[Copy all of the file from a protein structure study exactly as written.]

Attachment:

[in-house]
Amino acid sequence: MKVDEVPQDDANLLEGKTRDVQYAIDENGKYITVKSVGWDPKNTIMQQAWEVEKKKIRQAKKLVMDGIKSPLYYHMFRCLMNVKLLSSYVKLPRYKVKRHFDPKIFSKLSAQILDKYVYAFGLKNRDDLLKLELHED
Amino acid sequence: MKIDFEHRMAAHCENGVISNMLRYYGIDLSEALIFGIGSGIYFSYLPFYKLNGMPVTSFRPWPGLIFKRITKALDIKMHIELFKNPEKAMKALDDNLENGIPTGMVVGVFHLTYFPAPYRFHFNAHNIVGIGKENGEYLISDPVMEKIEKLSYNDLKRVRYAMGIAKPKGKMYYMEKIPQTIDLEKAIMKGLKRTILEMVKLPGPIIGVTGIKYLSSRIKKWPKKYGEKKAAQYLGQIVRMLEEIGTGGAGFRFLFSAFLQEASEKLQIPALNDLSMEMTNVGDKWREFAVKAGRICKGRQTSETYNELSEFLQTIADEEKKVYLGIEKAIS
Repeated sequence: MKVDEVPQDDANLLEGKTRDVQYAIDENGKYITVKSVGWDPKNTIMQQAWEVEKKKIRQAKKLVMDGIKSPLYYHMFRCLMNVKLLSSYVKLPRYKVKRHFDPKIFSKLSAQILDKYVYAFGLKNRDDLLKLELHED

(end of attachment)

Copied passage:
[in-house]
Amino acid sequence: MKVDEVPQDDANLLEGKTRDVQYAIDENGKYITVKSVGWDPKNTIMQQAWEVEKKKIRQAKKLVMDGIKSPLYYHMFRCLMNVKLLSSYVKLPRYKVKRHFDPKIFSKLSAQILDKYVYAFGLKNRDDLLKLELHED
Amino acid sequence: MKIDFEHRMAAHCENGVISNMLRYYGIDLSEALIFGIGSGIYFSYLPFYKLNGMPVTSFRPWPGLIFKRITKALDIKMHIELFKNPEKAMKALDDNLENGIPTGMVVGVFHLTYFPAPYRFHFNAHNIVGIGKENGEYLISDPVMEKIEKLSYNDLKRVRYAMGIAKPKGKMYYMEKIPQTIDLEKAIMKGLKRTILEMVKLPGPIIGVTGIKYLSSRIKKWPKKYGEKKAAQYLGQIVRMLEEIGTGGAGFRFLFSAFLQEASEKLQIPALNDLSMEMTNVGDKWREFAVKAGRICKGRQTSETYNELSEFLQTIADEEKKVYLGIEKAIS
Repeated sequence: MKVDEVPQDDANLLEGKTRDVQYAIDENGKYITVKSVGWDPKNTIMQQAWEVEKKKIRQAKKLVMDGIKSPLYYHMFRCLMNVKLLSSYVKLPRYKVKRHFDPKIFSKLSAQILDKYVYAFGLKNRDDLLKLELHED